Out and about in Burlington

Just some images while out and about in Burlington on Saturday. There is markedly less snow in the Champlain valley than in central Vermont where I live. The first image was taken from Battery Park using the kit lens that came with camera, because it is the widest lens I have.

The images below were taken with a manual focus 28mm Kmart brand lens I bought on Ebay for $50. Most DSLRs have a 1.5x crop factor meaning that this lens is actually close to the 50 mm kit lens that usually came with old film SLRs. One advantage of Pentax cameras, is that they are backwards compatible with older lens.

With one of these old lenses on the camera, nothing is automatic...The user focuses the lens and selects shutter speed, aperture, sensitivity, metering mode (there aren't many choices). I like using the camera set up this way -- as long as the subjects are stationary.

Using the DSLR has been a slightly frustrating experience for me, however:
  1. Out of the box, it isn't very versatile, I need to find a lens that will work best in the widest range of environments where I want to have a camera with me.
  2. The camera is prone to environmental contamination, there's some crud on the sensor which I can't seem to remove, this means spending some money (perhaps quite a bit of money) getting it removed. This is somewhat related to #1 above, I've changed lenses in my car, outdoors, in a hockey rink, my dusty house, etc.
  3. I need to figure out a better 'digital workflow' -- processing images takes me a long time (hours and hours).
This could get to be an expensive hobby: Lenses, a decent camera bag, senor cleaning, etc. Another item would be some filters to try and cut down on visible haze in the sky.

It's all part of the learning curve, however I am starting to think in terms of a cost-benefit analysis for all of this: I don't want to bankrupt myself in pursuit of mediocre and uninteresting images. 3600 photographs were uploaded to flickr in a minute on a Monday morning... the world certainly doesn't need hundreds or thousands more from me.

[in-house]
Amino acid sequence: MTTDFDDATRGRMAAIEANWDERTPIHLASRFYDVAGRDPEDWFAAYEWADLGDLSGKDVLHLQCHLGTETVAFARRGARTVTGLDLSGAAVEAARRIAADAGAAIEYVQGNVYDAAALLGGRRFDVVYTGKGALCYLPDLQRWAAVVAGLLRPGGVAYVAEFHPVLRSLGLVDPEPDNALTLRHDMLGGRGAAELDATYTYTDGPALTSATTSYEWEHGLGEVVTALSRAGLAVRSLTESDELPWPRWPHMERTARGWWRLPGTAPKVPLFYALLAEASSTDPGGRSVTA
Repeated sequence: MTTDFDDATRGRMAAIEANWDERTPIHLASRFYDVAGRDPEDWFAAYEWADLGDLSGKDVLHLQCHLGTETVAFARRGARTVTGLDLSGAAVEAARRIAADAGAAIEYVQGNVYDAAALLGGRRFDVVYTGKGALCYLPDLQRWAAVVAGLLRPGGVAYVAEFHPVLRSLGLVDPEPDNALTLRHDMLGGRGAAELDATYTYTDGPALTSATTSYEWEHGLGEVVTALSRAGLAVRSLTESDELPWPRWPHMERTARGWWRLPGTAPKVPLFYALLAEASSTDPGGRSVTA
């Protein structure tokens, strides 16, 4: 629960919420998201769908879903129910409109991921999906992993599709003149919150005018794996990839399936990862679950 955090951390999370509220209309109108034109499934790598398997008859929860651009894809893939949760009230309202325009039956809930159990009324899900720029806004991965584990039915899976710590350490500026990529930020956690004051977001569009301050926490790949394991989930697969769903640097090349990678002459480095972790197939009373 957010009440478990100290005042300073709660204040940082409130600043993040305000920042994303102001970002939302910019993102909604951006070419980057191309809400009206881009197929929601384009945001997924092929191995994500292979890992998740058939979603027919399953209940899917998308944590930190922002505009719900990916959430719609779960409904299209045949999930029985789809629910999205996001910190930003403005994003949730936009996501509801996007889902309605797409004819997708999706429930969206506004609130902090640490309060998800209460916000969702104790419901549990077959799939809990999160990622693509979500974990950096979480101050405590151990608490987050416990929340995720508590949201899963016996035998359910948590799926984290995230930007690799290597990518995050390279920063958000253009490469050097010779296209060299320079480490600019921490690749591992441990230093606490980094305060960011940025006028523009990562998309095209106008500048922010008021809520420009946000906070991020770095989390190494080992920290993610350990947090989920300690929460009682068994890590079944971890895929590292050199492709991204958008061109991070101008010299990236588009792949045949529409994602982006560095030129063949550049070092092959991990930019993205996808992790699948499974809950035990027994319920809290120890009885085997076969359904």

A long way down

No, it's not a chart predicting future levels of US economic activity, or the potential future sale price of my condo, or the value of my severely underfunded IRA account... it's the profile from skiing back to my car on Sunday. Rather than sliding along the blazed and worn in trail I just found a likely spot and descended down the ridge. Somewhat to my surprise I was able to link turns in the woods and enjoyed the trip back.

When I first purchased backcountry touring gear (three years ago I think) I wondered if I would get enough use out of the equipment. Since moving to Waterbury, however, I have made some pretty challenging trips criss-crossing this patch of land and venturing further and further off-piste. Next year I may try and spend a few days in the Adirondacks in the winter so that could do some ski touring in the High Peaks area -- I miss being closer to the area and access to the higher mountains.


The cute cuddly face of the capitalist/communist one party state

The mascots for the upcoming 2008 Olympics in Beijing. If the Olympics were not held in China -- or anywhere else, for that matter -- I wouldn't bat an eye. The Olympic superstructure is a corrupt, top heavy organization that hides behind the most banal rhetoric as it serves as a marketing vehicle for large multinational corporations.

From an competition standpoint, time and time again it has been proven that the drugs do work, doping makes the world of high level international athletic competition go round. Not to mention shameful mixing of 'amateur idealism' with the bloated excesses of professional basketball, hockey players and tennis & cycling professionals (to name just a few examples) appearing at the games -- I remember this shameful scene.

Combine these issues with grotesque, relentlessly personality-driven television coverage, and if the Olympics went away altogether, I would not complain.

The recent unrest in Tibet just highlights the vast differences between Olympic imagery and squalid political realities. When I was in Nepal we spent time in some towns (Marpha, Pokhara) with significant populations of Tibetan refugees, people who have been displaced since the Chinese takeover of Tibet in 1959, and (from what I was told) will never be eligible for Nepalese citizenship -- they are stateless people.